Saturday, 25 April 2015

SAS®: Getting Started with PROC IML

Another powerful procedure of SAS, my favorite one, that I would like to share is the PROC IML (Interactive Matrix Language). This procedure treats all objects as a matrix, and is very useful for doing scientific computations involving vectors and matrices. To get started, we are going to demonstrate and discuss the following:
  • Creating and Shaping Matrices;
  • Matrix Query;
  • Subscripts;
  • Descriptive Statistics;
  • Set Operations;
  • Probability Functions and Subroutine;
  • Linear Algebra;
  • Reading and Creating Data;
Above outline is based on the IML tip sheet (see Reference 1). So to begin on the first bullet, consider the following code:

scalar
5
row_vec
1 2 3 4 5 6
col_vec
1
2
3
4
5
6
num_mat
1 2 3
4 5 6
chr_mat
Hello,
world! :D
i_mat
1 0 0 0 0 0
0 1 0 0 0 0
0 0 1 0 0 0
0 0 0 1 0 0
0 0 0 0 1 0
0 0 0 0 0 1
mat_2
2
2
2
trow_vec
1
2
3
4
5
6
mat1
1 2
3 4
5 6
With the help of the comments in the code, it wouldn't be difficult to comprehend what each line tries to tell us, so I will only explain line 33. In SAS, variables defined are not automatically stored into the workspace unless one stores it first, and then call it on other procedures by loading the storage, which we'll see on the next entry -- Math Query. Functions we'll discuss in math query involve extracting number of columns, rows, and so on, below is the sample code of this,

 SYMBOL     ROWS   COLS TYPE   SIZE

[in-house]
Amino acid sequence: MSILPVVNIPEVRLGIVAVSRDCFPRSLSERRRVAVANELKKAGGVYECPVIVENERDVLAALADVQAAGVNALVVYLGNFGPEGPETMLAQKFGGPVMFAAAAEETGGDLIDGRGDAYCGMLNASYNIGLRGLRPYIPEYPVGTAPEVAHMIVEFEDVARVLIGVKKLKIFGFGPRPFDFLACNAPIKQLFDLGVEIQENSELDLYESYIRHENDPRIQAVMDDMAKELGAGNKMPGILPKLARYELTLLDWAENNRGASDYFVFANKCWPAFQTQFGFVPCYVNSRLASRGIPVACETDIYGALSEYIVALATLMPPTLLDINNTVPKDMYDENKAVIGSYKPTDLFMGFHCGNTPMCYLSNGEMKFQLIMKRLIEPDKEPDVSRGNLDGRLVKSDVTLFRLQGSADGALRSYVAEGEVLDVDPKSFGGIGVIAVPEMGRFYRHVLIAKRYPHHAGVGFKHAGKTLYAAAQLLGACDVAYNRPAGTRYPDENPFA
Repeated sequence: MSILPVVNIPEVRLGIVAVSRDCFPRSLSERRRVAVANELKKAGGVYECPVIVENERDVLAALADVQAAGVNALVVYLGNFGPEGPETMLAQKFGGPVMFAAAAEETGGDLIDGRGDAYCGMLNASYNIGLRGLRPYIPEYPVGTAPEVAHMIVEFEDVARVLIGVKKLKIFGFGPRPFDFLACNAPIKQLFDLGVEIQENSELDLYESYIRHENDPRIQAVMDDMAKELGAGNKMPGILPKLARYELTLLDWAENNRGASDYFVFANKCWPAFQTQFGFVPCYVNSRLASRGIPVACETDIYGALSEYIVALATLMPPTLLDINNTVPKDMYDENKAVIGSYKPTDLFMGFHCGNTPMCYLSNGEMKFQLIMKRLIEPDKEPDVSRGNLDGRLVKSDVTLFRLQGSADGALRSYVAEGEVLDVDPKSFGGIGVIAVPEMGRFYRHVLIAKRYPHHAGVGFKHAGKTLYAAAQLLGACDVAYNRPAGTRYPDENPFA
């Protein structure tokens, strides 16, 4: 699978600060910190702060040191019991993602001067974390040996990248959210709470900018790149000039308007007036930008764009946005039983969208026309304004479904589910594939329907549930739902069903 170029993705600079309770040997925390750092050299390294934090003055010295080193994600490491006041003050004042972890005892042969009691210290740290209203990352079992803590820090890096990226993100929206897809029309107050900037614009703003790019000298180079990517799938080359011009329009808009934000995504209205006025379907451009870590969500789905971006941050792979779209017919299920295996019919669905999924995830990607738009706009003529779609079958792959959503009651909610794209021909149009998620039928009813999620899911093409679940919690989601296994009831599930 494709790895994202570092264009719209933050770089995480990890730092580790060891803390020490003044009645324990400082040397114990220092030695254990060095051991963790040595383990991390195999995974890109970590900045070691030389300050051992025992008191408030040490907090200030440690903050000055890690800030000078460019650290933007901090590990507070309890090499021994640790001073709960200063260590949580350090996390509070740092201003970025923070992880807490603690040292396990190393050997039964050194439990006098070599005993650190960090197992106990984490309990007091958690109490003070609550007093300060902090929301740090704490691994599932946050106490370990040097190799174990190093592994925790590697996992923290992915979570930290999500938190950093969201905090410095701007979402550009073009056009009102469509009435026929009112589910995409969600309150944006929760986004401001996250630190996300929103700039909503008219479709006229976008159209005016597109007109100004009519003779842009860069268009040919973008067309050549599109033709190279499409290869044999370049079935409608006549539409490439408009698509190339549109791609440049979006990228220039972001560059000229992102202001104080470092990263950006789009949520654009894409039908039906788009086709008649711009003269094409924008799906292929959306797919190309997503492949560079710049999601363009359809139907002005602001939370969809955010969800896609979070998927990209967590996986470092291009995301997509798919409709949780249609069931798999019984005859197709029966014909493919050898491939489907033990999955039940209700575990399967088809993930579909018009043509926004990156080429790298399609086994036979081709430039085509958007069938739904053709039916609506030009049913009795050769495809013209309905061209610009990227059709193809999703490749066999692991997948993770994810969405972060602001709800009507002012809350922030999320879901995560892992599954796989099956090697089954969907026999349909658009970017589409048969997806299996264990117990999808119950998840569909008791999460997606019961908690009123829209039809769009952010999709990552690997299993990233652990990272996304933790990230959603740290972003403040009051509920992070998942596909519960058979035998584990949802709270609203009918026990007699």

------   ------ ------ ---- ------                     
 CHR_MAT       2      1 char      9                     
 COL_VEC       6      1 num       8                     
 I_MAT         6      6 num       8                     
 MAT1          3      2 num       8                     
 MAT_2         3      1 num       8                     
 NUM_MAT       2      3 num       8                     
 ROW_VEC       1      6 num       8                     
 SCALAR        1      1 num       8                     
 TROW_VEC      6      1 num       8                     
  Number of symbols = 10  (includes those without values)

nmat_row
2
nmat_col
3
nmat_dim
2 3
cmat_len
6
9
cmat_nlen
9
nmat_typ
N
cmat_typ
C
So to load all variables stored in the workspace, we use line 3. Succeeding lines are not that difficult to understand, and this what I love about SAS, the statements and functions are self-explanatory -- a good excuse for us to proceed with subscripting on matrices, below is the code of it

NUM_MAT
1 2 3
4 5 6
n22_mat
5
nr1_mat
1 2 3
ir12_mat
1 0 0 0 0 0
0 1 0 0 0 0
ic12_mat
1 0
0 1
0 0
0 0
0 0
0 0
ngm_mat
3.5
ncm_mat
2.5 3.5 4.5
nrm_mat
2
5
ngs_mat
21
nrs_mat
17 29 45
ncs_mat
14
77
nss_mat
91
nrs_mat
17 29 45
ncs_mat
14
77